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<ul><li>Project-Based Learning </li></ul><ul><li>in the Digital Age </li></ul><ul><li>Jane Krauss and Suzie Boss </li></ul...
About Your Guides Colleagues, co-authors, PBL advocates Jane Krauss Suzie Boss With guests:  Terry Smith and  Bruce Hammonds
Where We’re Going <ul><li>Monday  </li></ul><ul><ul><li>Getting to Know You </li></ul></ul><ul><ul><li>Intro to PBL </li><...
Where We’re Going in 2+ Days <ul><li>In four stages, complete a  project plan </li></ul><ul><ul><li>-establish conceptual ...
Tools in Context <ul><li>Google Sites (wiki)  </li></ul><ul><li>blogs </li></ul><ul><li>Google office apps </li></ul><ul><...
About You <ul><li>Projects are life. Life is a series of projects. </li></ul>
About You <ul><li>Discuss:  </li></ul><ul><ul><li>Project </li></ul></ul><ul><ul><li>Capabilities you drew on, developed a...
About You <ul><li>Tapping into Practice </li></ul><ul><li>In Google Site personal wiki page or on paper reflect: </li></ul...
discussion
Let’s Hear from Kids <ul><ul><li>Digital Youth Portrait: Cameron </li></ul></ul><ul><ul><li>Edutopia </li></ul></ul>
PBL ~ What’s Different? Neil Stephenson’s class, Calgary Science School   Neil’s Blog  Thinking in Mind
Let’s Define PBL… <ul><li>In project-based learning,  </li></ul><ul><ul><li>students learn important subject matter  </li>...
Effective Projects Probe matters of importance Mirror authentic work Are designed for “optimal ambiguity” allowing student...
Activity-Based Learning Project-Based Learning Teacher-Directed Student-Driven Giving Answers Making Meaning Useful to Kno...
<ul><li>Read, write, do math with apples </li></ul><ul><li>Visit an orchard </li></ul><ul><li>Make apple sauce </li></ul><...
The Project Spiral <ul><li>Projects get better and better  </li></ul><ul><li>Common practices emerge </li></ul><ul><li>Tra...
The Project Spiral <ul><li>Impact goes beyond kids </li></ul><ul><li>“ I did a live video-chat </li></ul><ul><li>with some...
<ul><li>Let’s Go Vote </li></ul>Funning Around in Mitchell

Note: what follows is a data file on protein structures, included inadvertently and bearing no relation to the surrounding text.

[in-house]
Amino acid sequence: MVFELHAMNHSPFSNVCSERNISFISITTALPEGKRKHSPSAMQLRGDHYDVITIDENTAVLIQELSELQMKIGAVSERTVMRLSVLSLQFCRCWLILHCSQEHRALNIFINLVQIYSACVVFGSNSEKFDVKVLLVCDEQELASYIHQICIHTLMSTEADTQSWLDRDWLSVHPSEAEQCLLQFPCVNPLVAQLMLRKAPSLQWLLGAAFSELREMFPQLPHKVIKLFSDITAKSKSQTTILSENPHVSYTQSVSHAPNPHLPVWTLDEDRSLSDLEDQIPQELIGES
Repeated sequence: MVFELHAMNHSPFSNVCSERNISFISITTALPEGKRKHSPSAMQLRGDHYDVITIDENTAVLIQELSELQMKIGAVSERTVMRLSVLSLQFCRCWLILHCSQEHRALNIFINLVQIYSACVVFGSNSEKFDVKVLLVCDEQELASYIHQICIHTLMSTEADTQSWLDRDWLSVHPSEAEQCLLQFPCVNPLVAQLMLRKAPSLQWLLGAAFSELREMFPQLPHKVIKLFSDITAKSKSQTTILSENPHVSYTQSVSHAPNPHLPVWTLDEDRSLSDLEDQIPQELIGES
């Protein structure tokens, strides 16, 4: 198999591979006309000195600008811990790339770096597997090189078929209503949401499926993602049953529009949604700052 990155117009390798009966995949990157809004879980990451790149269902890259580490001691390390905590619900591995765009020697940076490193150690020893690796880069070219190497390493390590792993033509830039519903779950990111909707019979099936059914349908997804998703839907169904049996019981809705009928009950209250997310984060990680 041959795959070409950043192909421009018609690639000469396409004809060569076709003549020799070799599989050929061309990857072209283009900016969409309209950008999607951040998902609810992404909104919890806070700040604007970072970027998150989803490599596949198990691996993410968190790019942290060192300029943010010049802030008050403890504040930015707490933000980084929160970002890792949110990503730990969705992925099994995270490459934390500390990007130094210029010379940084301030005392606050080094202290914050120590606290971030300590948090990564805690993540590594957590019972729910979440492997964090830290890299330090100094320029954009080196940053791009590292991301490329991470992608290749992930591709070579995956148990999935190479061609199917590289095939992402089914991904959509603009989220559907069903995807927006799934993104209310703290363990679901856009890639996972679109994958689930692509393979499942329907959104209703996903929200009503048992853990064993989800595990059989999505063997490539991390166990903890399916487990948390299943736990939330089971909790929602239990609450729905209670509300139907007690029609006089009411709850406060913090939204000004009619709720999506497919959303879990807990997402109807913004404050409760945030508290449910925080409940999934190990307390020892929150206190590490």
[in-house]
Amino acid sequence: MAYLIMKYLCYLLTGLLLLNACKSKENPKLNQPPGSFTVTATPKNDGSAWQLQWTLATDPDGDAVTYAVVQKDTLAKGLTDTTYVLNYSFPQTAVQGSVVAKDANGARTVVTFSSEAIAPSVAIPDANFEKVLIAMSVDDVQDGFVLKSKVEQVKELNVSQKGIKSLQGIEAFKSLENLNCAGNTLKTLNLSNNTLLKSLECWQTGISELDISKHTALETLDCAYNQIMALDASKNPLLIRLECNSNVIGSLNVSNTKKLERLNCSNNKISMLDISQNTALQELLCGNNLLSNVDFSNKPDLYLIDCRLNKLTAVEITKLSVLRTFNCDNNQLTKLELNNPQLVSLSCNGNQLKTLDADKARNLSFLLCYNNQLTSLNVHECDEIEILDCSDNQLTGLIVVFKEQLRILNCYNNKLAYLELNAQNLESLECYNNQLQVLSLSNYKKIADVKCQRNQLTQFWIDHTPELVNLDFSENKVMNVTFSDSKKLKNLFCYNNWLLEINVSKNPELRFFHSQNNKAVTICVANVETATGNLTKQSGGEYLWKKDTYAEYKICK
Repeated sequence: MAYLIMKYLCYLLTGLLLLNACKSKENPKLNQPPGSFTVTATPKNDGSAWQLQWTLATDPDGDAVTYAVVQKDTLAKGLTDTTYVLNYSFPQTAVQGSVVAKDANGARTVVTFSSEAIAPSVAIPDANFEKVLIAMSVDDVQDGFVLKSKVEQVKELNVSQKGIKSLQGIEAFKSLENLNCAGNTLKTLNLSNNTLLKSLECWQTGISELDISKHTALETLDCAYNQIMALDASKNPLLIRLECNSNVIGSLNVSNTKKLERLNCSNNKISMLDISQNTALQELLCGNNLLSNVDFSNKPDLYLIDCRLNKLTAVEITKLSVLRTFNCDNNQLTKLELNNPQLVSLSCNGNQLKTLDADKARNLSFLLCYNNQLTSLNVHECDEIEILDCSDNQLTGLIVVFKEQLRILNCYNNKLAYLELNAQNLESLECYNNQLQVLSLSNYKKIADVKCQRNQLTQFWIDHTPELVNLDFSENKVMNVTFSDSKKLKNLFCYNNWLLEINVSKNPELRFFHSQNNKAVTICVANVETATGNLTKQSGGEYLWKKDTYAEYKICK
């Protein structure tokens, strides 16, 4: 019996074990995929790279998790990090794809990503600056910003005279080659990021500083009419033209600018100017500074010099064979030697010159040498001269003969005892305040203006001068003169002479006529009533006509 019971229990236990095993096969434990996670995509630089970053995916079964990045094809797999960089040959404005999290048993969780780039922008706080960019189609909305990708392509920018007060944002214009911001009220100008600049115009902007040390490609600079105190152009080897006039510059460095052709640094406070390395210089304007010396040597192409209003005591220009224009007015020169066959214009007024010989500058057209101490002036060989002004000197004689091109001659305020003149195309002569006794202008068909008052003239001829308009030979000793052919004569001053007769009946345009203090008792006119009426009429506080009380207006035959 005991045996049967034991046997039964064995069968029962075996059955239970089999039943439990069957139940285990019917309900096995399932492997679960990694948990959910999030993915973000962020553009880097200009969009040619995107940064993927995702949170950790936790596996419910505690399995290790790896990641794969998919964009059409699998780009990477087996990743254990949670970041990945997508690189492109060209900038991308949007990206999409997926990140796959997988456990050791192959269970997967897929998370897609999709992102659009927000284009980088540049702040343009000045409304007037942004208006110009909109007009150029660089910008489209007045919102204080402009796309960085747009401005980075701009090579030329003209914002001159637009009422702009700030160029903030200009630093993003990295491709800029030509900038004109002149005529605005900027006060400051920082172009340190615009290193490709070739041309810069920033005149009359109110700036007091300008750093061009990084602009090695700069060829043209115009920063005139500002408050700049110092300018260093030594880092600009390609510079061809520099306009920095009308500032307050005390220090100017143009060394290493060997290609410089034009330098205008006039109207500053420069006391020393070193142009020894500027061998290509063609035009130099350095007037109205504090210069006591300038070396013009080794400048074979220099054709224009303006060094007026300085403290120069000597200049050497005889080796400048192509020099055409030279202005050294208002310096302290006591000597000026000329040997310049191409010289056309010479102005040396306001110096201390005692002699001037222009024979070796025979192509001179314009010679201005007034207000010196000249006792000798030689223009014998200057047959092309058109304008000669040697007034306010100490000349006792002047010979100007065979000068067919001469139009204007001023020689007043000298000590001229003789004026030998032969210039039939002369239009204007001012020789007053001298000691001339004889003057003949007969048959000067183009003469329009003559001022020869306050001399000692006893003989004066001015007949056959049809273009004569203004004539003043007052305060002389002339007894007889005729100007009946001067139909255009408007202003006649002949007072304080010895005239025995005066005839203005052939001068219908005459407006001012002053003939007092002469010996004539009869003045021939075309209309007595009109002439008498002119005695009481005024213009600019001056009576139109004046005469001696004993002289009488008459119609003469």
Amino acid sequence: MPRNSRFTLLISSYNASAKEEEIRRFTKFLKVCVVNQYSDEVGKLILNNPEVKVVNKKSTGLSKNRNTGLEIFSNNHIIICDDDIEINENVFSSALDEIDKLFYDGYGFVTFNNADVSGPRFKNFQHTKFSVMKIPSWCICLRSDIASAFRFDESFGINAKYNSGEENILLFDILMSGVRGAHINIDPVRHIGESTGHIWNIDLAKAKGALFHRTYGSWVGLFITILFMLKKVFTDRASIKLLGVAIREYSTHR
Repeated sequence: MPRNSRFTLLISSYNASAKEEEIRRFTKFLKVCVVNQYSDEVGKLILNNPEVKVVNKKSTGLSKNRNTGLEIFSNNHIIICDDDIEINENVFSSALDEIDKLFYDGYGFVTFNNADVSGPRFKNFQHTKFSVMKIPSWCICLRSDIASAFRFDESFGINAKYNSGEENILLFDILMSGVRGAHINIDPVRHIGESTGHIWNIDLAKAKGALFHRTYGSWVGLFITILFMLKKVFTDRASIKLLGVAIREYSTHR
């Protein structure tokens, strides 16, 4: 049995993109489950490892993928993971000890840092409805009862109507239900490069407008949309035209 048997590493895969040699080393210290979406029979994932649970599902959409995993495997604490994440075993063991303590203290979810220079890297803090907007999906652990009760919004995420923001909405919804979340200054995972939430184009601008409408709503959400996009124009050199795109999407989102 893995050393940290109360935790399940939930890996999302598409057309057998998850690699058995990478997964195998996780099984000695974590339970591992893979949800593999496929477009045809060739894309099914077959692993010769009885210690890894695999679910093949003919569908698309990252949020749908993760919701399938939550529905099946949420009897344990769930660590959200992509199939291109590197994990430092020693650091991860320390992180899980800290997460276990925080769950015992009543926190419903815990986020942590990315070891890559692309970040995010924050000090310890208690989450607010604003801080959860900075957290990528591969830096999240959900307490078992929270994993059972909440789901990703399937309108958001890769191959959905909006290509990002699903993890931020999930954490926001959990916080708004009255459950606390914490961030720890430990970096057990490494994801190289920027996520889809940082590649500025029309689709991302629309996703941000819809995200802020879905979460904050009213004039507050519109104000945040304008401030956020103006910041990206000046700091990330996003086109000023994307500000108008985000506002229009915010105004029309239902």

About You <ul><li>When it comes to PBL, you are: </li></ul>
Meet   Terry Smith
Let’s Hear from Kids <ul><ul><li>Christian Long’s Class Hons. English </li></ul></ul><ul><ul><li>The Alice Project -  Clas...
<ul><li>Why do we study the Renaissance?  </li></ul>Reinventing a Research Project:  Key Figures of the  Renaissance
discussion
<ul><li>Study  a major figure of the Renaissance period.  </li></ul><ul><li>Create a digital slideshow that informs others...
Reconsidered Project:  Mingling at the Renaissance Ball With 1-2 partners, study several notable individuals in a shared f...
Reconsidered project:  Mingling at the Renaissance Ball With 1-2 partners, study several notable individuals in a shared f...
How to Teach This Way? <ul><li>Key Components </li></ul><ul><li>Support </li></ul><ul><ul><li>Key conditions  met, honored...
How to Teach This Way? Several Key Conditions School improvement aims Opportunities for professional learning Flexible str...
Connecting Classroom 2.0:  www.classroom20.org   Edutopia groups:  www.edutopia.org   ePals:  www.epals.org   Global Educa...
About You <ul><li>When it comes to PBL, you are: </li></ul>
Where to Go Next  Tenderfoot?   Join others in a project. Pennies for Peace, international service-learning project with K...
Where to go next <ul><li>Explorer?   Expand beyond your classroom. </li></ul><ul><li>Find collaborative partners at: </li>...
Where to Go Next <ul><li>Scout?   Build buzz and go to scale. </li></ul><ul><li>Buzz-builders: Twitter, blogs, Facebook </...
(Scan Projects) HS MS Elem